Imagine you are the personal assistant for the worldâ€™s most famous artist, Lady Gaga. You have the opportunity to travel the world, meet famous people and watch your boss hit the button to drop the â€œballâ€ in Times Square on New Years Eve. What could be better? Well, apparently, being paid overtime.
Articles Discussing Overtime Exemptions Under The FLSA.
In a previous post in August, I questioned whether the pharmaceutical companies were losing the exemption battle as it related to pharmaceutical sales representatives and the outside sales exemption.
My last blog entry on travel time only touched on one issue that may arise as we see more employees being asked to take on additional responsibilities and assignments in lieu of hiring new personnel. Indeed, consolidation of jobs or responsibilities can lead to a number of other potential wage and hour issues that can have a significant impact on employers. One such issue arises when an exempt employee takes on additional jobs or duties that are non-exempt. How should an employee be treated for overtime purposes if working both exempt and non-exempt positions?
Another in our series of answers to questions from our September 28 webinar on wage and hour law in higher education:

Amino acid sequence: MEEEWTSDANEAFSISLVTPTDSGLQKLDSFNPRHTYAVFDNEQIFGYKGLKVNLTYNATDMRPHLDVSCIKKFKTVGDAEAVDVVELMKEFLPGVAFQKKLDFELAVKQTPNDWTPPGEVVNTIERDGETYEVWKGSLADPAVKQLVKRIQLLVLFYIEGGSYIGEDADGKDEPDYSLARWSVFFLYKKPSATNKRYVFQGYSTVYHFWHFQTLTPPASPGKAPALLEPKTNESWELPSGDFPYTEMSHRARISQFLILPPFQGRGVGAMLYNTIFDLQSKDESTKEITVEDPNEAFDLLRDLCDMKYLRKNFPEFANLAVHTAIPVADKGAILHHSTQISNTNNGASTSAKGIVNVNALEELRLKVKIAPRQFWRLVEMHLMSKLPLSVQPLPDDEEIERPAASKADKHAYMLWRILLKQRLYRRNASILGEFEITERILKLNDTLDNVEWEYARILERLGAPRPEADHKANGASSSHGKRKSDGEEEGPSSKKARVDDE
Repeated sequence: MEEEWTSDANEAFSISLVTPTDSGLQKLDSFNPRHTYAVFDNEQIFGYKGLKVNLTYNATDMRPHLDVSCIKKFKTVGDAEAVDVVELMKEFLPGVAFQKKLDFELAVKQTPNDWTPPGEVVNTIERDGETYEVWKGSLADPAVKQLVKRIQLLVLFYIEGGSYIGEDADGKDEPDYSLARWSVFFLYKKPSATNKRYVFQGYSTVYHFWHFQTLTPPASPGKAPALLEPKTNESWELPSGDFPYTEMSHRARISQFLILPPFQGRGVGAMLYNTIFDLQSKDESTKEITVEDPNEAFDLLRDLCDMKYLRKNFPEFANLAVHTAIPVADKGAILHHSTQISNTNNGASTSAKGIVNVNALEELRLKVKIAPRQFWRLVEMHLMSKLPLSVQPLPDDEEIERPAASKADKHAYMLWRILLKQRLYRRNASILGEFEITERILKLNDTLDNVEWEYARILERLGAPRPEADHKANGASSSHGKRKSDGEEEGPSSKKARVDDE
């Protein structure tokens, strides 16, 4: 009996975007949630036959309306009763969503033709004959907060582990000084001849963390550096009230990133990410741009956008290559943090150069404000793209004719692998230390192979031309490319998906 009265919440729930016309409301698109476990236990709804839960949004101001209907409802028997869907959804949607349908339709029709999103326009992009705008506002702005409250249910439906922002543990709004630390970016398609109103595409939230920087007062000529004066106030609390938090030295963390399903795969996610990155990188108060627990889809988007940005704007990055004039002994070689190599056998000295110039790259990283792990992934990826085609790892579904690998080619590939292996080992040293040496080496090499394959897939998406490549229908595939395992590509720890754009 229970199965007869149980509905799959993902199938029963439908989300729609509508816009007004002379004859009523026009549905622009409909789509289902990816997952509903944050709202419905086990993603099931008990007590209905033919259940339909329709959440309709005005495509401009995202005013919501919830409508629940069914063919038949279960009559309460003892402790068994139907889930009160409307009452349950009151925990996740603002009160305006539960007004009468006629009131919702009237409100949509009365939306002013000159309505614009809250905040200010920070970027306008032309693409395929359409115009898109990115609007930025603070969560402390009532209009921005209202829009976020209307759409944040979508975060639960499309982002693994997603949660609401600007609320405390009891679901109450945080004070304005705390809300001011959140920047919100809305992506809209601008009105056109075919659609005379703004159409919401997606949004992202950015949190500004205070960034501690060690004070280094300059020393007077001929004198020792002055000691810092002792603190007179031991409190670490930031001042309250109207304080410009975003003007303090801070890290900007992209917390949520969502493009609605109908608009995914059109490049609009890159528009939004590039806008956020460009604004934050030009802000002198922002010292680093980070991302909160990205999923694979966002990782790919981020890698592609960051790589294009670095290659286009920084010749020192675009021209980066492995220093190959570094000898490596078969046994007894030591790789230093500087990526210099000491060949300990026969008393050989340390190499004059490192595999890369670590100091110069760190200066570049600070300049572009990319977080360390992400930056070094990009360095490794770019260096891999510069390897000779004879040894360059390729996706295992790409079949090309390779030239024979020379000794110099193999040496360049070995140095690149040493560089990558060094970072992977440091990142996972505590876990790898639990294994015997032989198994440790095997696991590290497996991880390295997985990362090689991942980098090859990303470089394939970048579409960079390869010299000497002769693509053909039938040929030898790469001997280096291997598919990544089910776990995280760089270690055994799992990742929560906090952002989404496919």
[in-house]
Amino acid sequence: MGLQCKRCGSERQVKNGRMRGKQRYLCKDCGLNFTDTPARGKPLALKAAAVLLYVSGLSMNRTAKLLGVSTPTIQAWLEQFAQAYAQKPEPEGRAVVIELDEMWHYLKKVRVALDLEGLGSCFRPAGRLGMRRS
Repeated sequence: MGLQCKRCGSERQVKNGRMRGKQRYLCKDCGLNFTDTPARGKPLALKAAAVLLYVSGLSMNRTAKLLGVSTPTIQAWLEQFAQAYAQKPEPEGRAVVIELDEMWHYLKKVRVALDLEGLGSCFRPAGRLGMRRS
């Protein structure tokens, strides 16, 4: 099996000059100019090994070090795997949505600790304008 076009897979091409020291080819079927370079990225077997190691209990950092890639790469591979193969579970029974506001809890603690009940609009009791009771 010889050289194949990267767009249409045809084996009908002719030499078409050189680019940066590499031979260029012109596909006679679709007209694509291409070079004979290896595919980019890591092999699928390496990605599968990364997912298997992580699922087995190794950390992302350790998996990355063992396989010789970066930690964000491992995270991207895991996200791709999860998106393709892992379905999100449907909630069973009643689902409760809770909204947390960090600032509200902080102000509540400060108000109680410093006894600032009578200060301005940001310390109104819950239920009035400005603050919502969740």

A couple of weeks ago, I wrote about an initiative by the U.S. Department of Labor, IRS and various state agencies to launch a coordinated crack-down on employers who misclassify employees as independent contractors. Recently, a U.S. District Court in Ohio issued a ruling that nicely illustrates the problem of misclassifcation and the potential liabilities that employers can face as a result.
My Company anticipates embarking on a big project this fall that will have extreme importance to the Companyâ€™s future and require extra hours at the office. The Company wants to give a little extra pay to employees who work on this important project. A number of these employees are classified as exempt. May the Company provide extra compensation to exempt employees for their work on this project?
Recently, another group of pharmaceutical sales representatives successfully demonstrated that they are not exempt from overtime under the FLSA. Kuzinski, et al., v. Schering Corp Focusing on the administrative exemption, the District Court of Connecticut held that the sales representativesâ€™ work was not directly related to Scheringâ€™s management or general business operations and they lacked the necessary exercise of discretion and independent judgment to meet the requirements of the exemption. The sales representatives did not directly sell pharmaceutical products, instead individualizing Scheringâ€™s canned sales pitch to promote certain products to identified customers. At the end of the day, the sales representatives simply used the core messages and promotional strategies developed by Schering, rather than developing those messages and strategies themselves.